Registered Deaths in the Philippines, 2017

Reference Number: 2019-096
Release Date: 10 June 2019

Reported deaths in 2017 reached 579,237, a decrease of 0.5 percent than the previous year’s 582,183 deaths. This is equivalent to a crude death rate (CDR) of 5.5, or about six (6) persons per thousand population. In 2017, an average of 1,587 persons died daily. This translates to 66 deaths per hour or one (1) per minute.

The number of deaths from 2008 to 2016 showed an increasing trend but slightly declined in 2017. The increase during the ten-year period is about a quarter, or 25.5 percent, from 461,581 in 2008 to 579,237 in 2017. (Figure 1 and Table 1).

Figure 1


Highest number of deaths in CALABARZON

The top three regions in terms of number of deaths by usual residence were found in Luzon: CALABARZON with 84,971 or 14.7 percent, followed by NCR with 75,187 or 13.0 percent then Central Luzon with 67,980 or 11.7 percent.  The combined share of these three regions was 39.4 percent of the total deaths.
On the other hand, the three regions which had the least number of deaths were ARMM (3,036 or 0.5%), CAR (8,176 or 1.4%) and Caraga (14,928 or 2.6%). These numbers accounted for only 4.5 percent of the total deaths in the country (Figure 2 and Table 2).

Figure 2


Most number of deaths in August

The month of August recorded the highest number of deaths with 51,154 or 8.8 percent, while February had the least number with 44,765 or 7.7 percent share of the total deaths.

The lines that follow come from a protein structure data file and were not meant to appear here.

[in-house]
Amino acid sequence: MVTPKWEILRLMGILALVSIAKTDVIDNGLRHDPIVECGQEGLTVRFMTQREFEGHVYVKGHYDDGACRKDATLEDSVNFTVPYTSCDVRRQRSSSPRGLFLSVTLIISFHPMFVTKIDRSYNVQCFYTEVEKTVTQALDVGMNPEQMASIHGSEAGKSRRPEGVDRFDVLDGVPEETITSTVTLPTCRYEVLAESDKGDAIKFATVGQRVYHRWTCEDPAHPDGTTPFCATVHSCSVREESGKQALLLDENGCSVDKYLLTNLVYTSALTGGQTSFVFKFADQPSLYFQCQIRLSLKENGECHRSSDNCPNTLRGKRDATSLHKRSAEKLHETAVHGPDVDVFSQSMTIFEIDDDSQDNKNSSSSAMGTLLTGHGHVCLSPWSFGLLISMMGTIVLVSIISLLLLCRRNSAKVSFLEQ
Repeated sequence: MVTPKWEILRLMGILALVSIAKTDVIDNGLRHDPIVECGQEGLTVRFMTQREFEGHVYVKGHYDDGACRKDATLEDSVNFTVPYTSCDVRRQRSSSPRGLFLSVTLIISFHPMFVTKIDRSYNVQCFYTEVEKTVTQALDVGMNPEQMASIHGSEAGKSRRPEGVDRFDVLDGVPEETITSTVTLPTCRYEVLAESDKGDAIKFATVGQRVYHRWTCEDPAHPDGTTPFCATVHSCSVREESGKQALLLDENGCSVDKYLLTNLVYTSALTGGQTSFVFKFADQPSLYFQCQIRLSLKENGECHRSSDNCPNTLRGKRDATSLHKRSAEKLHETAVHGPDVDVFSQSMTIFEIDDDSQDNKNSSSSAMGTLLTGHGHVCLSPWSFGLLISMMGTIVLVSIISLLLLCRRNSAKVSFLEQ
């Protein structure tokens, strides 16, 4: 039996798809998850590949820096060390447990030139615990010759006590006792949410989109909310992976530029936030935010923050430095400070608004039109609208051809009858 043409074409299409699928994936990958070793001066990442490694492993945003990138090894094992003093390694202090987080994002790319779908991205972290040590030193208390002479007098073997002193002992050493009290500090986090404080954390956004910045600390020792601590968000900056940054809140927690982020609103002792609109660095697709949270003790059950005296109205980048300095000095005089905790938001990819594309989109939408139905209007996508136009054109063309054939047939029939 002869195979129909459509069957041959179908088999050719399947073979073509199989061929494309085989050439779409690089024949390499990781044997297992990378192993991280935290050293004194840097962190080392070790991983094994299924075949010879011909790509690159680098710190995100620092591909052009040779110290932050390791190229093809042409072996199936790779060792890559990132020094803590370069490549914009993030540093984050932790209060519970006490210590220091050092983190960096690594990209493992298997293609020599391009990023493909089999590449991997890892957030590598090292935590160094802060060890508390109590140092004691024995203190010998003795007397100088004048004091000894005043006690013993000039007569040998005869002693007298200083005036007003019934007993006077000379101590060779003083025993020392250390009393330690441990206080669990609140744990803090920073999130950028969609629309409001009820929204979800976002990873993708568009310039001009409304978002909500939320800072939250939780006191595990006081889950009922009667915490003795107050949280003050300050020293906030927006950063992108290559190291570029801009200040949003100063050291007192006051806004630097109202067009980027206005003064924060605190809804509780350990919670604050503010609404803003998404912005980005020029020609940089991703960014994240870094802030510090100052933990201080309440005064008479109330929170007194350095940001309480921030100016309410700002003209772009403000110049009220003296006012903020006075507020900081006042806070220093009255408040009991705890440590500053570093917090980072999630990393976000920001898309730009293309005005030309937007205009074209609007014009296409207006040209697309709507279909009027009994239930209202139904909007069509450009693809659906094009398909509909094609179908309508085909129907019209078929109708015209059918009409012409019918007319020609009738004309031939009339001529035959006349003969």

Daily Index is the increase/decrease from the overall daily average of event occurrences.  In 2017, the months of March to July fall below the national daily index of 100.0 (Figure 3 and Table 3).

Figure 3


More deaths in males than females

In 2017, the number of deaths in males (332,517) was higher than deaths in females (246,720). This translates to a sex ratio of 135, which means that there are 135 male deaths for every 100 female deaths (Table 4).

Figure 4 shows the age and sex pattern of death in 2017. It reflects an inverted pyramid, with fewer deaths at the younger ages, except for children under one, and progressively increasing as people age.  As in most parts of the world, males are more likely to die before females at all ages. In the Philippines, it is clearly shown that males died at a higher rate than females before reaching the age of 80 years, with the greatest difference observed at ages 60 to 64 years (15,362 deaths). Higher proportions of female deaths were observed in the older age groups, which is indicative of higher survival rate of females than males.

Figure 4


Six out of ten deaths not attended

Attendant refers to a medical doctor or any other allied health care provider who provided medical attendance to the deceased.

Out of 579,237 registered deaths, about half or 292,098 were not attended. Seven regions namely: NCR (63.4%), CALABARZON (55.4%), CAR (51.7%), Western Visayas (51.5%), Northern Mindanao (51.0%), ARMM (50.7%) and Caraga (50.1%) had more medically attended deaths than those not attended by any health care provider (Figure 5 and Table 5).